The shot on the right is about a month later, after I dyed my hair red.

These photos were taken in February and March of last year. March was six months post-chemo. I actually really liked this stage of regrowth. My hair was long enough to style a little, and I thought I looked cooler than I actually was with my pixie cut. Plus, the chemo curls hadn’t come in so much yet, so my hair wasn’t all over the place.

Hello, chemo curls! These photos were from May and August of last year. As my hair got longer and curlier, it got harder and harder to style. I had no clue what to do with it. So I started wearing headbands. They were the only way I could keep my hair relatively tame and in some sort of style. I also fell in love with Not Your Mother’s Beach Babe Texturizing Cream, a product I still use to this day to help keep my curls under control.

IMG_0057

When I’m wearing my hair curly, which is most of the time, I have to do a little work to keep from looking like Bob Ross’ blonde little sister. Though it’s expensive, Deva Curl No-Poo shampoo and One Condition Decadence are awesome. My hair is noticeably softer and less frizzy when I use these products. I also like their Set It Free moisture-lock finishing spray. A few spritzes of this give my hair a little hold without making it stiff.

Another thing I can’t live without these days is bobby pins. When I’m wearing it curly, my routine is to wash it, work in a little of the texturizing cream and pin back pieces on either side so that they lie flat. Then I let it air dry. Or like today, I’ll pull some hair back off my face and pin it back in the center of my head.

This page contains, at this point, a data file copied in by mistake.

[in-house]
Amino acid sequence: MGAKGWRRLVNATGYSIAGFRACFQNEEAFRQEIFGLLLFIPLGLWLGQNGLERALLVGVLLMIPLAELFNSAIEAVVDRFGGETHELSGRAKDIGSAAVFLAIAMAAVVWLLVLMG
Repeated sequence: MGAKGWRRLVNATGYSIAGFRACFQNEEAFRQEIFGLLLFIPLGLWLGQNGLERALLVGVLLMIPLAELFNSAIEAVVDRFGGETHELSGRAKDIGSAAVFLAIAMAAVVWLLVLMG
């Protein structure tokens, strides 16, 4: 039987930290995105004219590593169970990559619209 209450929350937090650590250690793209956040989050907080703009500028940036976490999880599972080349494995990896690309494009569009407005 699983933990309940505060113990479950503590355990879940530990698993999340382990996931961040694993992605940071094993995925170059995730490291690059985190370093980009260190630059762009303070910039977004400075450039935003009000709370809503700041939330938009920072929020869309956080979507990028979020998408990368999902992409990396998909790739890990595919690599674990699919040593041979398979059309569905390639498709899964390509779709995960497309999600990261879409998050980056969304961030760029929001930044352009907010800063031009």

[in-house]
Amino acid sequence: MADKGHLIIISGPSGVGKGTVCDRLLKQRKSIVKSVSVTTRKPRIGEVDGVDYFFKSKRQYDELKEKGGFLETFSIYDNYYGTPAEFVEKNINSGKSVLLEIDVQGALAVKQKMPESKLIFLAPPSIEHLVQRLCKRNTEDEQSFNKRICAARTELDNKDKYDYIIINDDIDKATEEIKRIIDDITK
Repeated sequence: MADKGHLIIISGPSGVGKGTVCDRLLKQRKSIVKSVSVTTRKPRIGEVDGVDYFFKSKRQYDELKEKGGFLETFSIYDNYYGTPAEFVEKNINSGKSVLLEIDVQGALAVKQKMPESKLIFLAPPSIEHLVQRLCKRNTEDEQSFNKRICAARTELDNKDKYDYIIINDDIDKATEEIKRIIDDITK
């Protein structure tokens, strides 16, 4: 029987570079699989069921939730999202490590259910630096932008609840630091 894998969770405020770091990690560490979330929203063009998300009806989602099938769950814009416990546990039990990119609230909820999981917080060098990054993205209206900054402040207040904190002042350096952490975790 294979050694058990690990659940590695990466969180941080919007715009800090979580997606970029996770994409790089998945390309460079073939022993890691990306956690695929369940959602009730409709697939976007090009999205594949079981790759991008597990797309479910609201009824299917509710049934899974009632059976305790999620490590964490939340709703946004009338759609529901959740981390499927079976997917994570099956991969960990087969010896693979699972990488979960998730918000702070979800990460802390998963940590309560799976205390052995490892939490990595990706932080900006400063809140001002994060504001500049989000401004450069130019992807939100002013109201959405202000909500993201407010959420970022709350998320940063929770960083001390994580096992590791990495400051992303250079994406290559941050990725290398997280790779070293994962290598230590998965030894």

One more thing to note: Getting haircuts is a crucial part of growing your hair out. When you go from having nothing, it seems counterproductive to cut what little bit you have. But it is so necessary! I never thought about it until I went through it, but while your hair grows at the same rate on your head, different placement makes it look longer in spots. In other words, if you don’t trim the back you will have a mullet. Nobody wants a mullet (sorry, Mike Gundy). Seeing that precious hair you’ve only just gotten back falling onto the floor with every snip is hard, but it’s worth it.

I remember being fresh off chemo with my peach fuzz head, barely able to imagine no longer being able to see my gleaming white scalp. But here I am. And if you’re going through this and feeling like you’ll never get there, trust, you will, too.

 

 

 

 

 

 

 

 

Adventures in Hair Growing

Rapunzel.(Character).full.1150659

I’ve always had a lot of hair.

As a kid, I would suffer through sob-inducing post-bath de-tangling sessions with my mom, her hands nearly cramping from raking a comb through my long, matted hair.